However, if you use Cloudflare’s WordPress APO, all content is cached, stored, and delivered by Cloudflare, like this:
All content, even third party fonts, are now delivered by Cloudflare, making TTFB (Time To First Byte) quicker . This is because Cloudflare’s content is both static (i.e. quick to deliver as it does not have to requested), and in a geographical locations close to the visitor.
If you use Cloudflare’s free WordPress plugin it will let Cloudflare know when you make changes to your site so it can fetch and build a new static cache each time. You can still use the speed service without a plugin, but it may take up to 30 minutes for your visitors to see website changes. Based on this, I make the assumption that with Cloudflare’s WordPress APO set up, Cloudflare will request your site’s pages from your server every 30 minutes, and store static copies across its network.
How to set up Cloudflare’s WordPress speed plugin
Now you know the technology behind Cloudflare’s WordPress APO, I’ll show you how to set it up.
If you’re not already using Cloudflare’s free CDN, you’ll need to set that up first. Instead of me parroting the steps, here’s Cloudflare’s 5-minute setup guide.
Now you’re using Cloudflare’s DNS, you’re ready to get the WordPress speed optimization add-on.
1. Log into Cloudflare and go to Speed > Optimization
Log into Cloudflare and navigate to “Speed” in the right-hand menu, then click on “Optimization” (if you still have the old layout, the main menu will be on the top bar).
2. Purchase Automatic Platform Optimization for WordPress
Scroll down to the section titled “Automatic Platform Optimization for WordPress”.
If you’ve not already installed Cloudflare’s WordPress plugin, you’ll see a button that prompts you to install it. Ignore that for now, and click “Purchase”.
Enter your payment details (Cloudflare accepts credit card or PayPal) to proceed. You’ll be setting up a recurring $5/month payment, and since there’s no free trial you’ll be billed the first $5 straight away. There’s no limit to the plan so you’ll pay $5/month for any unique domain, regardless of how much traffic you get. You can use the service with unlimited subdomains at no extra charge.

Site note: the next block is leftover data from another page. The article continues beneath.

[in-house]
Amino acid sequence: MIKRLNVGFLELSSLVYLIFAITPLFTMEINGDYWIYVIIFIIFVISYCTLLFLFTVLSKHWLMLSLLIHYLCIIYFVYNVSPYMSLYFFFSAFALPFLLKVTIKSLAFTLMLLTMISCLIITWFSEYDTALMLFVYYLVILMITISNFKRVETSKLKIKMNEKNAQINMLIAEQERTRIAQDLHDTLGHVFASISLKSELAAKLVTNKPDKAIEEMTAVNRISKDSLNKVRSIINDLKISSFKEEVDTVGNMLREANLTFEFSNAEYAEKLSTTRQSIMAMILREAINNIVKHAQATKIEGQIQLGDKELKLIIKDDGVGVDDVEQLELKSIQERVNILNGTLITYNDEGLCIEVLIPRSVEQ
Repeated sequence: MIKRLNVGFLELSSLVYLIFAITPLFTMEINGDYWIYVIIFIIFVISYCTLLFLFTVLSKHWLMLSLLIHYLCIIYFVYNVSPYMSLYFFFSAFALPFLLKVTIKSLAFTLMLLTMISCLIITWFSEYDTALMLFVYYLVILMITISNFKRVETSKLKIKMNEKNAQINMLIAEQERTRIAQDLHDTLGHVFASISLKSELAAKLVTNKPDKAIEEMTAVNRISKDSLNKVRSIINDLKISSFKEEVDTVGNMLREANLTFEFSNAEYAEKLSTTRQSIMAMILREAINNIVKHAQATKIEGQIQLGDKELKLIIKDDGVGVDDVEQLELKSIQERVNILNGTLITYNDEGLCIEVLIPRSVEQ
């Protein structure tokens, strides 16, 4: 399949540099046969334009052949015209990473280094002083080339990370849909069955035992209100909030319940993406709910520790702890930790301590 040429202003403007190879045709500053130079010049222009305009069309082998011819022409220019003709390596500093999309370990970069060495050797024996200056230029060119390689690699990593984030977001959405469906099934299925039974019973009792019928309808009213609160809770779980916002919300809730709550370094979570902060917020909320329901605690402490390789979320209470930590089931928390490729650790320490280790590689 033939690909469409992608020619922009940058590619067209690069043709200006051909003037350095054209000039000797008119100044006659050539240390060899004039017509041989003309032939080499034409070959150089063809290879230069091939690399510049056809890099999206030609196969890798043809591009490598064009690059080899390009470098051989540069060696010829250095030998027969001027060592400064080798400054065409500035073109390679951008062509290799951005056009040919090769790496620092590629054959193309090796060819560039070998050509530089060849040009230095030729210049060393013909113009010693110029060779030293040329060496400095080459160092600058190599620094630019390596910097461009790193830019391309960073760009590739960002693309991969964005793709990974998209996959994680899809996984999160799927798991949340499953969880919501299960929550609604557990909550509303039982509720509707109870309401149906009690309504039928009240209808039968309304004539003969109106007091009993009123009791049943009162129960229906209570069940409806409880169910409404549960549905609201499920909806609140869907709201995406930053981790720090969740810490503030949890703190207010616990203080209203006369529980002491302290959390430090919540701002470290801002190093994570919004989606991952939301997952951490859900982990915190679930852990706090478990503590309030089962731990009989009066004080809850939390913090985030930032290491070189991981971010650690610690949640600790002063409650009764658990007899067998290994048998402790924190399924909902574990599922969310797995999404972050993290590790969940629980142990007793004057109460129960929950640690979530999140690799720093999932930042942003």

3. Install Cloudflare’s WordPress plugin (optional)
While not essential, I recommend using Cloudflare’s WordPress APO service alongside their free plugin as it automatically purges old caches and updates Cloudflare when you make changes to your site. It also helps you
Download Cloudflare’s WordPress plugin, or install it from your Dashboard > Plugins > Add New.
Activate the plugin. You’ll now need to sync it with your account by API. Go to Settings > Cloudflare and you’ll see a prompt to log into your account.
Instead of logging in with your email and password like you do on Cloudflare, you’ll need to enter your email and Cloudflare API key.
How to generate a free Cloudflare API token
Log into your Cloudflare account, and click the user icon in the top-right and select “My Profile” in the drop-down menu. Then select “API Tokens” in the left-hand menu, and click “Create Token” to generate an API token.
4. Activate Automatic Platform Optimization
From within the Cloudflare dashboard, navigate to Speed > Optimization and scroll down to the “Automatic Platform Optimization for WordPress: section. Toggle the feature on (it will turn from blue to green).
To test that it’s working, go to UpTrends.com, paste in your domain and check the response headers for Cloudflare’s code (above). It should look like this: